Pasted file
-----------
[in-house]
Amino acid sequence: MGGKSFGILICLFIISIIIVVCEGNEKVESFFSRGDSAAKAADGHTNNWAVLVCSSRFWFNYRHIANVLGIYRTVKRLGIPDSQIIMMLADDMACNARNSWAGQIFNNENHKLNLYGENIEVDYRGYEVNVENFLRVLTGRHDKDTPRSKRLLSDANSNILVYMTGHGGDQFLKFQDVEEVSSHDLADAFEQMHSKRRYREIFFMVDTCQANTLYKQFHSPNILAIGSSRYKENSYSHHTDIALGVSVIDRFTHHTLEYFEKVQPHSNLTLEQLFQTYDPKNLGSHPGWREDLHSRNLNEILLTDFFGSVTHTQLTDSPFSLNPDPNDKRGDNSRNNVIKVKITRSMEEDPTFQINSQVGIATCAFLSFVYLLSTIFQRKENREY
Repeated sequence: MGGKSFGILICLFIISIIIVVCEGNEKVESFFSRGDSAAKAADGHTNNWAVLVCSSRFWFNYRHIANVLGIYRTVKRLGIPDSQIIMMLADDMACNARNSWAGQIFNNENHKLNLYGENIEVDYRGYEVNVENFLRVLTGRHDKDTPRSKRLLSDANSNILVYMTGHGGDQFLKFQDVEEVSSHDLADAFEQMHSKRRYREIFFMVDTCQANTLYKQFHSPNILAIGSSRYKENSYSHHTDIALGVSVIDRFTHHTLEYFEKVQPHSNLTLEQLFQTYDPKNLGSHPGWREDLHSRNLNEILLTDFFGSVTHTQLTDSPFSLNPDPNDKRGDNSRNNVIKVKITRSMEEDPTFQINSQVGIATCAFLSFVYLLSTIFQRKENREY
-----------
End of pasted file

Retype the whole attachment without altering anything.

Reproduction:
[in-house]
Amino acid sequence: MGGKSFGILICLFIISIIIVVCEGNEKVESFFSRGDSAAKAADGHTNNWAVLVCSSRFWFNYRHIANVLGIYRTVKRLGIPDSQIIMMLADDMACNARNSWAGQIFNNENHKLNLYGENIEVDYRGYEVNVENFLRVLTGRHDKDTPRSKRLLSDANSNILVYMTGHGGDQFLKFQDVEEVSSHDLADAFEQMHSKRRYREIFFMVDTCQANTLYKQFHSPNILAIGSSRYKENSYSHHTDIALGVSVIDRFTHHTLEYFEKVQPHSNLTLEQLFQTYDPKNLGSHPGWREDLHSRNLNEILLTDFFGSVTHTQLTDSPFSLNPDPNDKRGDNSRNNVIKVKITRSMEEDPTFQINSQVGIATCAFLSFVYLLSTIFQRKENREY
Repeated sequence: MGGKSFGILICLFIISIIIVVCEGNEKVESFFSRGDSAAKAADGHTNNWAVLVCSSRFWFNYRHIANVLGIYRTVKRLGIPDSQIIMMLADDMACNARNSWAGQIFNNENHKLNLYGENIEVDYRGYEVNVENFLRVLTGRHDKDTPRSKRLLSDANSNILVYMTGHGGDQFLKFQDVEEVSSHDLADAFEQMHSKRRYREIFFMVDTCQANTLYKQFHSPNILAIGSSRYKENSYSHHTDIALGVSVIDRFTHHTLEYFEKVQPHSNLTLEQLFQTYDPKNLGSHPGWREDLHSRNLNEILLTDFFGSVTHTQLTDSPFSLNPDPNDKRGDNSRNNVIKVKITRSMEEDPTFQINSQVGIATCAFLSFVYLLSTIFQRKENREY